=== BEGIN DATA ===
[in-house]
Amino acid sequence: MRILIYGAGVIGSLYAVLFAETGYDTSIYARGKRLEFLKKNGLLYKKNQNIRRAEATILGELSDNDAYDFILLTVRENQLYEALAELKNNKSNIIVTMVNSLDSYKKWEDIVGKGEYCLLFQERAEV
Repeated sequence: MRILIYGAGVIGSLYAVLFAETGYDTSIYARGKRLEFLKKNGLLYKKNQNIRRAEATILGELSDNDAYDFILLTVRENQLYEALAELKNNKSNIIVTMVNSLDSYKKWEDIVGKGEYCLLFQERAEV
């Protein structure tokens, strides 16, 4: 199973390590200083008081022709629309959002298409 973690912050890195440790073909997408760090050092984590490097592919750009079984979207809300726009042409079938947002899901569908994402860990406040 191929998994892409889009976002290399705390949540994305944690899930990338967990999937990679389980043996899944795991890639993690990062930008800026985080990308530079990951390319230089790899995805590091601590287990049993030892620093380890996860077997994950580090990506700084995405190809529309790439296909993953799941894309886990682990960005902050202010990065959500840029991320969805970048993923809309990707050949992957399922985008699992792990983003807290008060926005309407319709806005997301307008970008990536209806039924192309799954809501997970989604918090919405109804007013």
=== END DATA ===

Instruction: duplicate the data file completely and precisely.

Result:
[in-house]
Amino acid sequence: MRILIYGAGVIGSLYAVLFAETGYDTSIYARGKRLEFLKKNGLLYKKNQNIRRAEATILGELSDNDAYDFILLTVRENQLYEALAELKNNKSNIIVTMVNSLDSYKKWEDIVGKGEYCLLFQERAEV
Repeated sequence: MRILIYGAGVIGSLYAVLFAETGYDTSIYARGKRLEFLKKNGLLYKKNQNIRRAEATILGELSDNDAYDFILLTVRENQLYEALAELKNNKSNIIVTMVNSLDSYKKWEDIVGKGEYCLLFQERAEV
């Protein structure tokens, strides 16, 4: 199973390590200083008081022709629309959002298409 973690912050890195440790073909997408760090050092984590490097592919750009079984979207809300726009042409079938947002899901569908994402860990406040 191929998994892409889009976002290399705390949540994305944690899930990338967990999937990679389980043996899944795991890639993690990062930008800026985080990308530079990951390319230089790899995805590091601590287990049993030892620093380890996860077997994950580090990506700084995405190809529309790439296909993953799941894309886990682990960005902050202010990065959500840029991320969805970048993923809309990707050949992957399922985008699992792990983003807290008060926005309407319709806005997301307008970008990536209806039924192309799954809501997970989604918090919405109804007013």